ANTHEM is a dystopian fiction novella by Ayn Rand, written in 1937 and first published in 1938 in England. It takes place at some unspecified future date when mankind has entered another dark age. Technological advancement is now carefully planned and the concept of individuality has been eliminated.
Equality 7-2521, writing by candlelight in a tunnel under the earth, tells the story of his life up to that point. He exclusively uses plural pronoun(s) ("we", "our", "they") to refer to himself and others. He was raised like all children in his society, away from his parents in collective homes. Later, he realized that he was born with a "curse", that makes him learn quickly and ask many questions. He excelled at the Science of Things and dreamed of becoming a Scholar. However, a Council of Vocations assigns all people to their Life Mandate, and he was assigned to be a Street Sweeper.
He accepts his street sweeping assignment as penance for his "Transgression of Preference" in secretly desiring to be a Scholar. He finds an entrance to a tunnel in their assigned work area. Despite his friend's protests that any exploration unauthorized by a Council is forbidden, Equality enters the tunnel and finds that it contains metal tracks. He realizes that the tunnel is from the Unmentionable Times of the distant past . . . (more at www.wisehouse-classics.com)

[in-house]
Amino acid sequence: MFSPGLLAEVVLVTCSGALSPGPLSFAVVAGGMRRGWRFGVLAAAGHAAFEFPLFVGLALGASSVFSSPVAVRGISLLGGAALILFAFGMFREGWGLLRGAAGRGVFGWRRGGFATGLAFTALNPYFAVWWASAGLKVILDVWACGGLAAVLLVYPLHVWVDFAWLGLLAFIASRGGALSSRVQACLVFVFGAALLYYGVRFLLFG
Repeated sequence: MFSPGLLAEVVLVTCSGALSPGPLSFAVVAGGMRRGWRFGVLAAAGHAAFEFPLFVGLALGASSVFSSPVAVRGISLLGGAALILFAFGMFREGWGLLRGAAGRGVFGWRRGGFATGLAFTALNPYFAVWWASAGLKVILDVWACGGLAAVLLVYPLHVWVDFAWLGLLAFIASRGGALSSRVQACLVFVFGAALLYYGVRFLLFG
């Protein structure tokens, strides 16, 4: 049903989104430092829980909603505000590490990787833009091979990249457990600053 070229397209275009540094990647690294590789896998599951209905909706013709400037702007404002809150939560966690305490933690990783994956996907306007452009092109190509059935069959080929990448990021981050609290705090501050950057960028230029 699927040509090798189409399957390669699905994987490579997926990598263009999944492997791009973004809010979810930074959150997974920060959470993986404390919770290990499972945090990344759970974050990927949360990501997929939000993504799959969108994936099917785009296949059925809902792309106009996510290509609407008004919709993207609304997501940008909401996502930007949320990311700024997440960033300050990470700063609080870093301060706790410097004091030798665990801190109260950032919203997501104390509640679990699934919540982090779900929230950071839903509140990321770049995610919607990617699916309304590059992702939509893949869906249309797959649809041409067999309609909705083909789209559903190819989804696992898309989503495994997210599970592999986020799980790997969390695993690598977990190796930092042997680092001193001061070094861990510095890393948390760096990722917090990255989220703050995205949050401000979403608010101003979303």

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About the Author
Russian born American novelist and philosopher Ayn Rand (1905-1982) is best known for her books The Fountainhead and Atlas Shrugged. Ideologically, Rand was very critical of communism and an advocate of capitalism. These beliefs would lead her to develop a philosophy called Objectivism. Though many in academia have been critical of both her literary and philosophical work, she is still championed by many contemporary conservatives and libertarians.
Date of Birth:February 2, 1905
Date of Death:March 6, 1982
Place of Birth:St. Petersburg, Russia
Place of Death:New York, New York
Education:Graduated with highest honors in history from the University of Petrograd, 1924
Most Helpful Customer Reviews
Good stuff from Ayn.
This book is a quick read, but because of that it leaves room for analyzation the moment you're finished with it. It makes one in a democracy realize how privileged they are to be living in a world of individualism and creativity. The characters in this book are a slave to collectivism and are eluded from knowledge and the gifts it bears. The book is filled with situational and dramatic irony and is perfect for anyone who is a fan of science fiction.
This short story is enlightening and makes one consider the path that humanity is currently following.